DENVER -- A construction worker struggling to get his life back after an accident on the job has won his case in court. A jury decided he should receive $16 million after an electrical box exploded, nearly taking his life.
Brian Warembourg made a living as a floorer. Working with his hands was part of his identity and how he provided for his family until things took a turn in 2015.
"The electricity entered through my hands. We believe it exited through a metal bracelet I had on my wrist," said Warembourg.
He was on the job of a new construction site in Berthoud. When his tools had no source of power, he went to the breaker box to troubleshoot the issues.
"When I hit the middle breaker, is when the panel somehow exploded," said Warembourg. "Feeling like I died for a second, is what I thought originally due to the sound of the boom.”
He told Denver7 a bolt of electricity entered through his hands and ever since then he's been in debilitating pain. He's been diagnosed with complex regional pain syndrome.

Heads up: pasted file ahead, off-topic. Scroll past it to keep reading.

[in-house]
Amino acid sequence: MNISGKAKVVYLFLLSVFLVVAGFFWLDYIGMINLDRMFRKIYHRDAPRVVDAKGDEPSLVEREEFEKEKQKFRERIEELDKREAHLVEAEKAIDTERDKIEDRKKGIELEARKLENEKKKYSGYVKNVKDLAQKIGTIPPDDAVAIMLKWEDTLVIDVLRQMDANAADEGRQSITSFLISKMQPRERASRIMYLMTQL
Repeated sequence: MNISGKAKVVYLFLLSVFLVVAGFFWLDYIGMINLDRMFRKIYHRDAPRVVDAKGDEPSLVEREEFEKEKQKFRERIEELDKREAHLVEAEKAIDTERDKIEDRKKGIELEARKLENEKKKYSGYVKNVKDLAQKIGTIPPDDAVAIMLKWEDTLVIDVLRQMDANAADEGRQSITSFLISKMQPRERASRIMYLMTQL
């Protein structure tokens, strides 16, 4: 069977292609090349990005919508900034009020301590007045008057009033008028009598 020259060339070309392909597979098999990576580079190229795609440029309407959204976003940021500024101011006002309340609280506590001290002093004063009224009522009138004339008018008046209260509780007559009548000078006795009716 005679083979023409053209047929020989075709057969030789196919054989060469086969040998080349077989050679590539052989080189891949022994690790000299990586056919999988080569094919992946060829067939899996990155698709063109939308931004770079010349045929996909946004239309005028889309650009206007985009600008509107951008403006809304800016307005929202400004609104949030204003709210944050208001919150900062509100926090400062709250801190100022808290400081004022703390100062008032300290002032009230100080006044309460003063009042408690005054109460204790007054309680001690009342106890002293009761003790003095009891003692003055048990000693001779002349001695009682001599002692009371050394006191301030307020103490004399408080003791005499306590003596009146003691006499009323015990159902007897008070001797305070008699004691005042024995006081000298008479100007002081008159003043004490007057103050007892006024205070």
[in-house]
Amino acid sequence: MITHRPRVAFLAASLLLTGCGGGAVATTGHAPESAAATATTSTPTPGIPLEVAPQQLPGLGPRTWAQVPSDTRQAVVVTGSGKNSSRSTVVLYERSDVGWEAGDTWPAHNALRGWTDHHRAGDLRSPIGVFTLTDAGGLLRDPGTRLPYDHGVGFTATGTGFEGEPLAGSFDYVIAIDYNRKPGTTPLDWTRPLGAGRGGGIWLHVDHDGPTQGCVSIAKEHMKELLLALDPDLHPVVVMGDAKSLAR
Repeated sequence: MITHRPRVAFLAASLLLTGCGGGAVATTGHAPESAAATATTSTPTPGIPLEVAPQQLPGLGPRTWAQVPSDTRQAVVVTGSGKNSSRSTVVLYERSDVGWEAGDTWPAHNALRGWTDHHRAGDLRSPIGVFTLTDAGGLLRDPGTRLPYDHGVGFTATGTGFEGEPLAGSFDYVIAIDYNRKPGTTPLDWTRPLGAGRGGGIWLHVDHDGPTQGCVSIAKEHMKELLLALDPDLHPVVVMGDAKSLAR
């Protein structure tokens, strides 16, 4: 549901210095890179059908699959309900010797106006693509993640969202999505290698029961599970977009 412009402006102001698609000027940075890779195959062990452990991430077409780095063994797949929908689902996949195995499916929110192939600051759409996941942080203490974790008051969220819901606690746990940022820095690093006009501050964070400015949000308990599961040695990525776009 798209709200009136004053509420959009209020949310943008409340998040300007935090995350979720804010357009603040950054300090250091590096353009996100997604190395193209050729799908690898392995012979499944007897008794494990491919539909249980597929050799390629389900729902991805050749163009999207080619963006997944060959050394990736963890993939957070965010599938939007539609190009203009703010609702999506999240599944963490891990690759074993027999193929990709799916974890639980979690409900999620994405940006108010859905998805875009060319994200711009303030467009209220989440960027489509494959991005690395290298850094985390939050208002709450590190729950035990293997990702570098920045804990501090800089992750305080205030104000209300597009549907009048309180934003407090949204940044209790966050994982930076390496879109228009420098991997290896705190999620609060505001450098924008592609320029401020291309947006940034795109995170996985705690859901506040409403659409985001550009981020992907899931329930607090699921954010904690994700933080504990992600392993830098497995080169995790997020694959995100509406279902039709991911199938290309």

"I’m constantly having heat flashes, body temperature changes. I get shooting pains through my legs, through my arms, stabbing, throbbing," said Warembourg.
This case went to court after Excel Electric claimed it’s electrical box wasn’t faulty. Warembourg’s attorney Kurt Zaner told Denver7 Excel Electric destroyed the box before a cause of the explosion could be determined and instead, blamed the accident on Warembourg and his employer.
A jury sided with Warembourg settling on a $16 million figure that accounted for past and future wage losses, medical care and pain and suffering.
"His medication alone will cost him over a million dollars for the rest of his life, so the settlement will give him some comfort that he can get his medical care," said Zaner.
The only hope Warembourg has to feel better are experimental treatments.
"I would wish this upon no one, what I’ve had to go through," said Warembourg.
Denver7 reached out to Excel Electric to ask if they've changed anything since the accident to make it safer for construction sites. The company’s attorney declined to comment.